Curiously enough, despite being sent to the ends of the earth, Sir Hayes had managed to get his hands on enough Irish peat to encircle his house to protect it from snakes. St Patrick had ‘so managed matters that no snake could live on or near Irish soil’.

Over the next five decades Wentworth and his family developed the property into one of the most charming harbor side estates that no upstanding citizen would set foot in.

Inside the servant's quarters of Vaucluse House: Syndey, Australia

Both William Wentworth and his wife Sarah were the children of convicts as well as, “part of a new generation of Australian-born colonists determined to break down the social and civil barriers that divided free settlers from the convict-stained.”

William was successful in this regard as he held important political positions and advocated for social issues like the right to trial by civilian juries. However, high society could not forgive Sarah for having her first two children out of wedlock. Even the Sydney Morning Herald put their two cents in:

Whenever a woman falls, she falls forever … She becomes as it were socially dead.

Ouch- and Wentworth had fought Governor Darling for freedom of the press.

Vaucluse House: Sydney, Australia. The flat wall on the right is where the front door was supposed to go.

In response to their lack of social status William never installed a front door (note the hedge in front of an off-color square wall) and the family spent a lot of time in Europe. Upon their return to Sydney in 1861, after having been in the presence of the Queen’s court, the Wentworths finally find a more welcoming high society. Too little too late? Nah, Sarah enthusiastically jumped into the very scene that had once resoundingly excluded her.

William died in England in 1872 and when his body arrived in Sydney, he received the first ever state funeral in New South Wales. Over 2,000 people attended his funeral and around 65,000 people lined the route of his funeral procession.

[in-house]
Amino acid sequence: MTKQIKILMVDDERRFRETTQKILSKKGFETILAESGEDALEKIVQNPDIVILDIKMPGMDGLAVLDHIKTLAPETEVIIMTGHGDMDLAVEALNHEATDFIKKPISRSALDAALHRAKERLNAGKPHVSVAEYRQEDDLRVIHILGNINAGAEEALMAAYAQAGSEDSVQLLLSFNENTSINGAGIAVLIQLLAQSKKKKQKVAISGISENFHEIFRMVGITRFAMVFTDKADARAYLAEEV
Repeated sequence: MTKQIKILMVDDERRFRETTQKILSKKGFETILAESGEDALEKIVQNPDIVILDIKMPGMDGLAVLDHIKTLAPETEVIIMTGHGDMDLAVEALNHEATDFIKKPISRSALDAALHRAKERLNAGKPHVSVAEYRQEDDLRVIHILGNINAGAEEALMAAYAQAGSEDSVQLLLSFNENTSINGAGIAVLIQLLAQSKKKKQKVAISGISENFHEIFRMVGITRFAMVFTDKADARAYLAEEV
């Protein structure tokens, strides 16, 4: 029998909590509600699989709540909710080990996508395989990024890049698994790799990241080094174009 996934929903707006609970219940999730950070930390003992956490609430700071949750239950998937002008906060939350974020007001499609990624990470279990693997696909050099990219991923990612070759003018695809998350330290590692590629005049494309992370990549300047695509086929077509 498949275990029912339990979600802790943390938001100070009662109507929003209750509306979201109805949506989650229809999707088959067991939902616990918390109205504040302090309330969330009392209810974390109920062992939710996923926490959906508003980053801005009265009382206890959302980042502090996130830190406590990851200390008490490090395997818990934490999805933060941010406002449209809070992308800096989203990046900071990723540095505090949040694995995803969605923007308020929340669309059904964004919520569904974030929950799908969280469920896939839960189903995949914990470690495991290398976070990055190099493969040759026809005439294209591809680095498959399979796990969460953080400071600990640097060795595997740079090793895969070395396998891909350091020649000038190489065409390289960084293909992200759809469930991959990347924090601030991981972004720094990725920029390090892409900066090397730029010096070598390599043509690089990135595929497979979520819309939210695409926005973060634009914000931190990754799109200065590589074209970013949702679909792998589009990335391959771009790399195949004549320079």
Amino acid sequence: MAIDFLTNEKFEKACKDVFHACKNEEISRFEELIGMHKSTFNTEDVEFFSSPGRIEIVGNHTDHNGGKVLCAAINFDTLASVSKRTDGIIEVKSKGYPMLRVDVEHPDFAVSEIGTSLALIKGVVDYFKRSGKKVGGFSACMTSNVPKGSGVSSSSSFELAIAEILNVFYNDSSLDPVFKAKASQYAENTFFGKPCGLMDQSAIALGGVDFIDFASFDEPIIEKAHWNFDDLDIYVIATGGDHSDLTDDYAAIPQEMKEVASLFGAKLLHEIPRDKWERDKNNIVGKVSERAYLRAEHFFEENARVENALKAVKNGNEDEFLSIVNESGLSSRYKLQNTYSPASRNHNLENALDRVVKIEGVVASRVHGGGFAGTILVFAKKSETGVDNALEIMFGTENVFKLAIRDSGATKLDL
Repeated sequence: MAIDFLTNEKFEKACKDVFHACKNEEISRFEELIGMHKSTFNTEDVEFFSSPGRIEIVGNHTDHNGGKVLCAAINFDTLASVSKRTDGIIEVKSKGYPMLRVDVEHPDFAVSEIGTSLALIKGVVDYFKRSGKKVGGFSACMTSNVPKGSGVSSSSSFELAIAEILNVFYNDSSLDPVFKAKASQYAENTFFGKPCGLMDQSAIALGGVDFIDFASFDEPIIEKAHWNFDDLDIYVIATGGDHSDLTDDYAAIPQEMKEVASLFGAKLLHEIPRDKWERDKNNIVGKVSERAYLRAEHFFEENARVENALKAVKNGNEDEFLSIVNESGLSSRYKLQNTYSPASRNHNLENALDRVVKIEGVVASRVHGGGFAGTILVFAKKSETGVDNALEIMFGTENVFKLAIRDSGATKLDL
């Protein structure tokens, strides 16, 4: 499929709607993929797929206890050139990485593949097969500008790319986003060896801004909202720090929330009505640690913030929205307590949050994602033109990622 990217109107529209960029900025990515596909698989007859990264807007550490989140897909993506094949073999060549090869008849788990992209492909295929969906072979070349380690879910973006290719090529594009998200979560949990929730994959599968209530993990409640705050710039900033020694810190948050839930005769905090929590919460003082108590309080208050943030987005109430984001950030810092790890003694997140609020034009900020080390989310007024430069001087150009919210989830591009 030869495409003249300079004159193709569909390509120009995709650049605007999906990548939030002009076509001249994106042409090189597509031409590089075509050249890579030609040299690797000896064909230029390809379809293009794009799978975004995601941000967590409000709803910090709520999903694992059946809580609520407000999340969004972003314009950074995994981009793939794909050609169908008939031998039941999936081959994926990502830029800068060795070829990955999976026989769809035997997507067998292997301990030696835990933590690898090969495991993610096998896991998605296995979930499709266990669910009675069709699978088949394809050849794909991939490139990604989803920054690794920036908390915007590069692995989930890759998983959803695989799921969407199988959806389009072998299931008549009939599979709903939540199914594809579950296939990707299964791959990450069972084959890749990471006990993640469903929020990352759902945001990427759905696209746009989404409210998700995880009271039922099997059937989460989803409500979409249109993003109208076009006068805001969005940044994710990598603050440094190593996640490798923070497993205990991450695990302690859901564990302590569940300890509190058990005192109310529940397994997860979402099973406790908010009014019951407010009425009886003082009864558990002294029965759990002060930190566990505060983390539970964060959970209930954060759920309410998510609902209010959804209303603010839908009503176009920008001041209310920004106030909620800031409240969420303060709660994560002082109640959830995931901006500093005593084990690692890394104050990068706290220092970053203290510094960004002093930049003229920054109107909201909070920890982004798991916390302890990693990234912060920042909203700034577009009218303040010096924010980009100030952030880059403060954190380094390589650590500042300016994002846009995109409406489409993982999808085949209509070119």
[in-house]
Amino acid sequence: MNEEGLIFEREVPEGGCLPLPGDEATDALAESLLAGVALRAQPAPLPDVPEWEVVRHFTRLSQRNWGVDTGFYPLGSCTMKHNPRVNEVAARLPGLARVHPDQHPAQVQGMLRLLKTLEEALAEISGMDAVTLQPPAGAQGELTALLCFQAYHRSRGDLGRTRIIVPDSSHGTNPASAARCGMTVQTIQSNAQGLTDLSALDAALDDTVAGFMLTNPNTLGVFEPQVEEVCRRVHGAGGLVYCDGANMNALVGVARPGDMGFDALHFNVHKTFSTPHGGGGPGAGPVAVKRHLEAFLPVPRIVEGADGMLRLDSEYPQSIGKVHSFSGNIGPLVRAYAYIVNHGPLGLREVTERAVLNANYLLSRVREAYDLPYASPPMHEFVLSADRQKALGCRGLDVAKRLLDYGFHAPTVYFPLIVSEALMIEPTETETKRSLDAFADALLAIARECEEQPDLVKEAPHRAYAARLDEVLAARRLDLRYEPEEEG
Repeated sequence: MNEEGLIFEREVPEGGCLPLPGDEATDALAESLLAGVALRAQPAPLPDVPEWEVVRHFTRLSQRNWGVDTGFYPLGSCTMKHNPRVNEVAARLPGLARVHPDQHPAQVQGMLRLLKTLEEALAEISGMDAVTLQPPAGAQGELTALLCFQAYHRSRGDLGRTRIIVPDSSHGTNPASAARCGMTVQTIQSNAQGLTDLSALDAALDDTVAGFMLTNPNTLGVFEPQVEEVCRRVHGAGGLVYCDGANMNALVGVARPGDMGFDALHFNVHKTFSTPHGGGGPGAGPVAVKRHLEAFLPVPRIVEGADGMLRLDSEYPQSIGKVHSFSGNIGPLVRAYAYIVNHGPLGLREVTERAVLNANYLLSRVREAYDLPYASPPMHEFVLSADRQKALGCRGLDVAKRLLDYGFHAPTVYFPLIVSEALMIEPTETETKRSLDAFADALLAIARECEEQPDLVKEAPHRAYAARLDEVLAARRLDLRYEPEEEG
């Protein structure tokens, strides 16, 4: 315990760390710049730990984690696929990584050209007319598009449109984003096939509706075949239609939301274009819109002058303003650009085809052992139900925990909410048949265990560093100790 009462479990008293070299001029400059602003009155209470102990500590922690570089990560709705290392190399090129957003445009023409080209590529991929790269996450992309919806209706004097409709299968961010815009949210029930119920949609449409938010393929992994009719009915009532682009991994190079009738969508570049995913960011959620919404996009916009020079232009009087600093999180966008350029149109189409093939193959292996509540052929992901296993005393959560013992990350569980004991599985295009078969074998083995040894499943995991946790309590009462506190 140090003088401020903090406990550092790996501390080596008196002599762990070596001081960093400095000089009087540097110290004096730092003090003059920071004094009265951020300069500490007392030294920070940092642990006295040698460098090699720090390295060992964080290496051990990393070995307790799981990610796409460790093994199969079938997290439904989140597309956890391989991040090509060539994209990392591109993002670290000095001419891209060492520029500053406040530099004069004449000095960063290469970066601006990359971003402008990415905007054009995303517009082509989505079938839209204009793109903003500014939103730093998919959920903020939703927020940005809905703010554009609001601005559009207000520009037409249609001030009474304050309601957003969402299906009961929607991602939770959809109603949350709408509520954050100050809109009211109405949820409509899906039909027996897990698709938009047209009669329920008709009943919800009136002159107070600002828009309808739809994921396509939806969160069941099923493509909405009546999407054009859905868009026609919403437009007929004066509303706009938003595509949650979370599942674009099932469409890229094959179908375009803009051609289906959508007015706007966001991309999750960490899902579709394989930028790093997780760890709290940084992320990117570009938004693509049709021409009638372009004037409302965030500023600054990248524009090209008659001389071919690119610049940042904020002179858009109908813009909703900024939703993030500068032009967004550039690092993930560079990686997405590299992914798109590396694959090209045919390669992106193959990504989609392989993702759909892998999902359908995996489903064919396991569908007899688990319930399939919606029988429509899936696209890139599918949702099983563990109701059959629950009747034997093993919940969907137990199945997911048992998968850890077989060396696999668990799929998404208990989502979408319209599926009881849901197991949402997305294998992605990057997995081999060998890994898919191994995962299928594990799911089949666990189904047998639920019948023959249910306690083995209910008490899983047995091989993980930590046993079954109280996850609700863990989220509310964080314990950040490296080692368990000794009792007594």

In 1923, this comment appeared in Freeman’s Journal: Much interest is being taken in the re-storing of this famous home, so that it will remain always for the people, and it will be to Australians what Mount Vernon, the home of George Washington, is to the American citizen.

Gluten free desserts at Vaucluse House tearoom: Sydney, Australia

By 2013, the grounds of the Vaucluse estate receive at least 60,000 visitors annually. Many of these guests flock to the garden tearoom that was added in the 1920s. The art deco windows overlook verdant landscaping and the linen-covered tables are piled high with tiered cake platters, flutes of sparkling wine, tea pots, clotted cream, and scones. There is even a gluten free option and it is just as decadent as its counterpart. See those passion fruit tarts with candied flowers above? Not a spec of gluten on that plate.

It’s a bit ironic how one’s popularity can pick up in death. I think if Sarah Wentworth had had gluten free options she would have had a lot more guests. And by guests I mean picky eaters with loose morals.

 How to get to Vaucluse House: Wentworth Road, Vaucluse NSW 2030